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Creighton whoops St. John's 100-59

Bluejays utilize the talents of their seniors to shut down the Red Storm.

Steven Branscombe-USA TODAY Sports

Sunday, lazy Sunday.

A day of rest, let your soul breathe.

When your legs get sore, you must take flight.

On a day when the most senior members of Creighton's basketball team performed in front of their home crowd one final time in the regular season, we're reminded of what it is to endure life for a length of time with a central goal in mind, a means to an end. To some, it's a profession in which they seek eventual advancement in their field. To others, it's marriage at the end of a courtship. Regardless, for all that we do, for all the goals we set, it all comes to an end.

Eventually, this article will end and you'll carry on with your day to continue pursuing your end. This article itself is fleeting. It won't change your life and you'll probably forget about it immediately after reading it.

James Milliken and Geoffrey Groselle have experienced the electricity of a regular season home crowd for the final time in their basketball careers. They'll never forget the time they spent here in Omaha, because it's an unforgettable city with a great deal of support from its citizens.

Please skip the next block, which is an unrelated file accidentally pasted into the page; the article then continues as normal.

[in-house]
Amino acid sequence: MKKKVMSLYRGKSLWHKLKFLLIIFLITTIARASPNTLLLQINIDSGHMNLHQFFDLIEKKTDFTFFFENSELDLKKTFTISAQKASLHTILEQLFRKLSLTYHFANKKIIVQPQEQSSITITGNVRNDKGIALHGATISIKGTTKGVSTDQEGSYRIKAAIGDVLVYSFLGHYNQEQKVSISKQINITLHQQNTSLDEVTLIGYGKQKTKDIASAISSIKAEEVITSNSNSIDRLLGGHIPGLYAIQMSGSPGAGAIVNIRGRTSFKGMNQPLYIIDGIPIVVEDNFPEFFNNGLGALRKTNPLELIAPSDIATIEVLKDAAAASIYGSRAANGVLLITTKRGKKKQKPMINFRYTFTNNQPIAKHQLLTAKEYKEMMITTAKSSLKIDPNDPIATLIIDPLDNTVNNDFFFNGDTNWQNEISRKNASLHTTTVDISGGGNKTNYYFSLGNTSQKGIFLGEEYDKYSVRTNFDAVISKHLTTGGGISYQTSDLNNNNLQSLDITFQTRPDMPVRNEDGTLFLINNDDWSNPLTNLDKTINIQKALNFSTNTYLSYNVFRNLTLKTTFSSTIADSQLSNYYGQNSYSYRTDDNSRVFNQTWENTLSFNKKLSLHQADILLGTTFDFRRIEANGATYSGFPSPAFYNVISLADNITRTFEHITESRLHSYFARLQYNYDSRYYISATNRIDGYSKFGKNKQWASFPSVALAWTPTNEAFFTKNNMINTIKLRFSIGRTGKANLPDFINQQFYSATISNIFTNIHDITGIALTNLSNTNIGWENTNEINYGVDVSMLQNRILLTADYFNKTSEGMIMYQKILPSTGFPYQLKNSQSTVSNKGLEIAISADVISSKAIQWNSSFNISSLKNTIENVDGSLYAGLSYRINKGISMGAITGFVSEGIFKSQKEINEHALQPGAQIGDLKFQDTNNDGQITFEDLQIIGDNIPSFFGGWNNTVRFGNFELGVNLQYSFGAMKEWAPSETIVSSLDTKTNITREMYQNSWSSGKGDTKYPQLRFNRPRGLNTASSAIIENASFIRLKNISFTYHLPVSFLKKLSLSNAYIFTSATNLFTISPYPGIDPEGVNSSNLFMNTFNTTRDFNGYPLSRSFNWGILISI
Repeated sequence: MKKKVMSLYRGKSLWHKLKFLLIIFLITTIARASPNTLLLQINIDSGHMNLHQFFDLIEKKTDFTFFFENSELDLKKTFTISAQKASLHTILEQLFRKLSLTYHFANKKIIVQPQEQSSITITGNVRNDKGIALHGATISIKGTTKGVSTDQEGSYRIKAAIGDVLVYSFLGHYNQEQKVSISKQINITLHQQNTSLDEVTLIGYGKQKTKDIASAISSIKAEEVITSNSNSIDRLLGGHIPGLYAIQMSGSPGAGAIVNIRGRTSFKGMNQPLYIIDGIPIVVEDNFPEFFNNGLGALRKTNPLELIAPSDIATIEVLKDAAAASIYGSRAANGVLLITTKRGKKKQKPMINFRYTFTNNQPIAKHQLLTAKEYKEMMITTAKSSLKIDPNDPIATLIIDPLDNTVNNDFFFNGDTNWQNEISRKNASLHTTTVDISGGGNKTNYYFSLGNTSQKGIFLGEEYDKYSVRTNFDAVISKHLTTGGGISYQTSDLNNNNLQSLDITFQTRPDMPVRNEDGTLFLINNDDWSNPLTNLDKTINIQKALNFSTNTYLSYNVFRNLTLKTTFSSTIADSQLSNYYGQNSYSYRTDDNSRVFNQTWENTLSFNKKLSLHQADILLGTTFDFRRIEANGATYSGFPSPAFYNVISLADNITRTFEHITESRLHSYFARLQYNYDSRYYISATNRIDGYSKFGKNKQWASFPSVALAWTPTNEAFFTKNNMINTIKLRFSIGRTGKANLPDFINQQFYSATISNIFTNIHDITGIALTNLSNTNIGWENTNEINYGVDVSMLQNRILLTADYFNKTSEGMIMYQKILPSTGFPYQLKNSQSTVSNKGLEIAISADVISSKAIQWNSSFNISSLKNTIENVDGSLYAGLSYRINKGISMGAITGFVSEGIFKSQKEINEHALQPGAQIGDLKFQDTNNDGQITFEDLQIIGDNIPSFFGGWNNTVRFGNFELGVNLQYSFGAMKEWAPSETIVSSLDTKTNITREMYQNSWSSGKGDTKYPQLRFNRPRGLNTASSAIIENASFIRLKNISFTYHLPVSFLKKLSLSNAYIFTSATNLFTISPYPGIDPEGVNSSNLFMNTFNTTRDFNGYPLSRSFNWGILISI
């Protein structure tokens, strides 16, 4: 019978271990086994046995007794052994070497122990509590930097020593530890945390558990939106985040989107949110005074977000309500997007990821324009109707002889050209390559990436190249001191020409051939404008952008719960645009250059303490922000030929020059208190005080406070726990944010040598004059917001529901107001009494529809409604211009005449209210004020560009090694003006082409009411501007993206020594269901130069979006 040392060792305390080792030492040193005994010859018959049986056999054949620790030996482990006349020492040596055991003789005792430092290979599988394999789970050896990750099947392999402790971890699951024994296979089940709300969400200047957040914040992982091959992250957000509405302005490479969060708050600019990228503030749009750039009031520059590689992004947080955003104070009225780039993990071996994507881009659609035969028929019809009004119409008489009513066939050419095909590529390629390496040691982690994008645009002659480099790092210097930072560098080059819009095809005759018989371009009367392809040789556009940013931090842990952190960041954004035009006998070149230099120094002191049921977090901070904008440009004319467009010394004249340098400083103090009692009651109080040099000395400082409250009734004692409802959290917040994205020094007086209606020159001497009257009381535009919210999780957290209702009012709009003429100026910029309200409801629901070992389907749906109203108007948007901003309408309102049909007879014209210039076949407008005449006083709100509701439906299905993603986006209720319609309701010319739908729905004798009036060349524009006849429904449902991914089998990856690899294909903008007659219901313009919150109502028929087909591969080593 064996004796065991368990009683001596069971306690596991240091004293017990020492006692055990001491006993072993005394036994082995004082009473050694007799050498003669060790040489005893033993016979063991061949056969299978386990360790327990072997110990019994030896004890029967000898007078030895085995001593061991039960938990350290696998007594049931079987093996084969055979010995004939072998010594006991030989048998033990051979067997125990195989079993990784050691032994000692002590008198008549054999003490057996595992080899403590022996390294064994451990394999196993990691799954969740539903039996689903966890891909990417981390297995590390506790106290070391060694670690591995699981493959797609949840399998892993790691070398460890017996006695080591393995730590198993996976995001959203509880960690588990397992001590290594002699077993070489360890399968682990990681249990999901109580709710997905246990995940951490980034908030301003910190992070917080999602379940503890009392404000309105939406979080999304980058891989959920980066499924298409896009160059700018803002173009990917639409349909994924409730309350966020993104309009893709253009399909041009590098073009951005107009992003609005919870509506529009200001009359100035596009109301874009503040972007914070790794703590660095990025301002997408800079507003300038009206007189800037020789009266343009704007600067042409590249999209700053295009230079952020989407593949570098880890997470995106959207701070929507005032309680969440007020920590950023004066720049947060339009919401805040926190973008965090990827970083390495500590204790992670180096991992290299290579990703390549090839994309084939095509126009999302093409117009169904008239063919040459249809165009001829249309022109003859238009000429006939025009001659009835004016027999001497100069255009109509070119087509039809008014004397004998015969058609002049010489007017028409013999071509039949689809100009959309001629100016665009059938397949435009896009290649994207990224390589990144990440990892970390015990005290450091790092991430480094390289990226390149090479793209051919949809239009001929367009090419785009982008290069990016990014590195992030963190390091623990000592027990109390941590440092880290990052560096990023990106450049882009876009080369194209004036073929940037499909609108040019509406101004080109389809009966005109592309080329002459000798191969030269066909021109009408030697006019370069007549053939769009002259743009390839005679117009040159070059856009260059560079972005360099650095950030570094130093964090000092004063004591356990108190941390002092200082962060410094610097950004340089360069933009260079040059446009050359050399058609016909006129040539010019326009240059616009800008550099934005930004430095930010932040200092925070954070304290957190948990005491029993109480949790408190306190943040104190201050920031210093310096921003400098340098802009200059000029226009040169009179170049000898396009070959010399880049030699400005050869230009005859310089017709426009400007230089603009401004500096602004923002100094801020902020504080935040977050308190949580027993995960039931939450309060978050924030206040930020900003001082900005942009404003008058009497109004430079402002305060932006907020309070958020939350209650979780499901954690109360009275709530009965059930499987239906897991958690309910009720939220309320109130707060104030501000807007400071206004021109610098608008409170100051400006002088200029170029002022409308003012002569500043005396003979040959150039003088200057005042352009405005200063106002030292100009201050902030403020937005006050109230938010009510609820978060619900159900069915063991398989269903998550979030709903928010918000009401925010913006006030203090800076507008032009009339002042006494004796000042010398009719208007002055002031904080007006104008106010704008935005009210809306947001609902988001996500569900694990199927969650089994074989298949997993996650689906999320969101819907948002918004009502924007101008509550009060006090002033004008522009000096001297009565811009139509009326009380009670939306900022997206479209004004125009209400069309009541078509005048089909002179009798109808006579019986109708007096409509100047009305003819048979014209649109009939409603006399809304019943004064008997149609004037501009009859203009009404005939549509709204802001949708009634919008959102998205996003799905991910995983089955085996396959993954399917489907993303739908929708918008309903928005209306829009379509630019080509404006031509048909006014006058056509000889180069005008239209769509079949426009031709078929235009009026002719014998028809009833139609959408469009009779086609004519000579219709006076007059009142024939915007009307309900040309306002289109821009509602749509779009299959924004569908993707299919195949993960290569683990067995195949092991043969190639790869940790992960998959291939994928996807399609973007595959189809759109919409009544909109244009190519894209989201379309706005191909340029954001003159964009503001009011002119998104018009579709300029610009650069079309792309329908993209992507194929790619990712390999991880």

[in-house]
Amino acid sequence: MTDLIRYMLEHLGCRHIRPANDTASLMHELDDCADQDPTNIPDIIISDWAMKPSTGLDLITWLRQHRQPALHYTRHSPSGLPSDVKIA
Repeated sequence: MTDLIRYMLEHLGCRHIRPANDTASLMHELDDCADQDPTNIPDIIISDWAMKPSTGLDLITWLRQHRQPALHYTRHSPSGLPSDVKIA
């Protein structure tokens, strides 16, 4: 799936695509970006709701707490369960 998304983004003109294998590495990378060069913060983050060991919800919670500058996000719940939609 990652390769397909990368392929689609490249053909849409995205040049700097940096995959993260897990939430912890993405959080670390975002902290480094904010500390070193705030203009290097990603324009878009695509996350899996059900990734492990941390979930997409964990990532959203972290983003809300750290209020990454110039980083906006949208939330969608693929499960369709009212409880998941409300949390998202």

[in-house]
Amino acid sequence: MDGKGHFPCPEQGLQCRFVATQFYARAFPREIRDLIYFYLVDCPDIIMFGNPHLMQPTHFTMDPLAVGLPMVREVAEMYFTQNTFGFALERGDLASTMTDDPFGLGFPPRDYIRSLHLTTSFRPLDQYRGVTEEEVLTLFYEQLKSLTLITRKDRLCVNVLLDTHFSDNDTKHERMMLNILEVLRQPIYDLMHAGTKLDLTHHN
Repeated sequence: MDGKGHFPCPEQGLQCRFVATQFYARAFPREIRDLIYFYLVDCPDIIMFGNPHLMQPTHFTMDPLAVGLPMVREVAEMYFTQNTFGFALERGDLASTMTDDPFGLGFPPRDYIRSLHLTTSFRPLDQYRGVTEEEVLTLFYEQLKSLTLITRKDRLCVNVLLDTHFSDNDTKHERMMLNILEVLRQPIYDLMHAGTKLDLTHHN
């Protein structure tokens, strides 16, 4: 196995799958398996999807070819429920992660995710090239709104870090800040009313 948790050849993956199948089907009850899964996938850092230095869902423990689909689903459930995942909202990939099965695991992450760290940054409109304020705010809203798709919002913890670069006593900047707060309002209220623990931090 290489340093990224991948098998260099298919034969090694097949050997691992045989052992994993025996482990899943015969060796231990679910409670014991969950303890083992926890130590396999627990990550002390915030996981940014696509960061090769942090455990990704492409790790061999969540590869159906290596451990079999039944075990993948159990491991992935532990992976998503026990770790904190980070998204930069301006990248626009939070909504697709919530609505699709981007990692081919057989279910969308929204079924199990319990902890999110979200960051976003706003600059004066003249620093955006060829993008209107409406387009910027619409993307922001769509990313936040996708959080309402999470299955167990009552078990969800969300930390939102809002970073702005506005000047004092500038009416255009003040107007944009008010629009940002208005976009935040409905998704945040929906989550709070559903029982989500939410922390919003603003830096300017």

Groselle has been through it all. He's the only active player on Creighton's hoop squad to be present in the last year of the Missouri Valley. He saw this team through the highest of highs and the lowest of lows. He's battled injuries that left him sidelined for a majority of his career. He experienced a Renaissance season with Creighton this year, landing in the top five in FG% in all of college basketball. When I went to Creighton's media day, I talked with Geoffrey about Game of Thrones. He's a big fan, and has no idea if Jon Snow is actually dead.

James Milliken came on board last year and made an impact after Isaiah Zierden went down with an injury. He started off this year on the bench as McDermott went with freshman Khyri Thomas instead. Milliken's demeanor never wavered, and he became a sparkplug off the bench. As the season wore on and Thomas's play became rather inconsistent, Milliken got his starting role back in the finishing stretch of the season. He flourished, as usual, with his defense picking up a great deal. When I spoke to Milliken at the Creighton media day he gave me a detailed explanation of the flow of the offense and what it meant to be a part of it.

The two seniors, for a good portion of the game, ruled on offense. St. John's had no answer for Groselle in the post, so the Bluejays kept feeding it to him. Groselle checked out at about the 7 minute mark, 30 seconds after Milliken. Groselle finished with 22 points on 8-9 shooting, including 11 rebounds. Milliken was also prolific on the offensive side, except he managed to score from beyond the 3-point line. Milliken scored 19 points, 7-10 from the field and 4-5 from three.

Both seniors dunked the ball.

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